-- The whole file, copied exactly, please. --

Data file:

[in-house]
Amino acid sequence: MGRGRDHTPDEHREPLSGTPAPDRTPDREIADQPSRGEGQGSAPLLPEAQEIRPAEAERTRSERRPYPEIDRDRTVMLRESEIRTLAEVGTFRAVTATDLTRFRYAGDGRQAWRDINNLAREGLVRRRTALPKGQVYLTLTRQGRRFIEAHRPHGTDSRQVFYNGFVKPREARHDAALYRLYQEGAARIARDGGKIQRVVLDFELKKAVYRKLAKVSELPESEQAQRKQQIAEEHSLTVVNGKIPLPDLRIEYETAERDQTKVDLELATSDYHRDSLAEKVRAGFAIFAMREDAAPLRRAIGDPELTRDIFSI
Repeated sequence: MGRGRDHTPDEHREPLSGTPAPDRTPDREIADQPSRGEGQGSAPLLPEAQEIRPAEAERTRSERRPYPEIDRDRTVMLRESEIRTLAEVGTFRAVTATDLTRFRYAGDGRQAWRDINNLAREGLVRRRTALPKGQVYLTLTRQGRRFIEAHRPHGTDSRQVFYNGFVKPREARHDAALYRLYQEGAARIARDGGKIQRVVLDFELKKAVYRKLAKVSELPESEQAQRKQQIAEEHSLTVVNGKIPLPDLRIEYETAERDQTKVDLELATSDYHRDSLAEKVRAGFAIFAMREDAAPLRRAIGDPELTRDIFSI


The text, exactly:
[in-house]
Amino acid sequence: MGRGRDHTPDEHREPLSGTPAPDRTPDREIADQPSRGEGQGSAPLLPEAQEIRPAEAERTRSERRPYPEIDRDRTVMLRESEIRTLAEVGTFRAVTATDLTRFRYAGDGRQAWRDINNLAREGLVRRRTALPKGQVYLTLTRQGRRFIEAHRPHGTDSRQVFYNGFVKPREARHDAALYRLYQEGAARIARDGGKIQRVVLDFELKKAVYRKLAKVSELPESEQAQRKQQIAEEHSLTVVNGKIPLPDLRIEYETAERDQTKVDLELATSDYHRDSLAEKVRAGFAIFAMREDAAPLRRAIGDPELTRDIFSI
Repeated sequence: MGRGRDHTPDEHREPLSGTPAPDRTPDREIADQPSRGEGQGSAPLLPEAQEIRPAEAERTRSERRPYPEIDRDRTVMLRESEIRTLAEVGTFRAVTATDLTRFRYAGDGRQAWRDINNLAREGLVRRRTALPKGQVYLTLTRQGRRFIEAHRPHGTDSRQVFYNGFVKPREARHDAALYRLYQEGAARIARDGGKIQRVVLDFELKKAVYRKLAKVSELPESEQAQRKQQIAEEHSLTVVNGKIPLPDLRIEYETAERDQTKVDLELATSDYHRDSLAEKVRAGFAIFAMREDAAPLRRAIGDPELTRDIFSI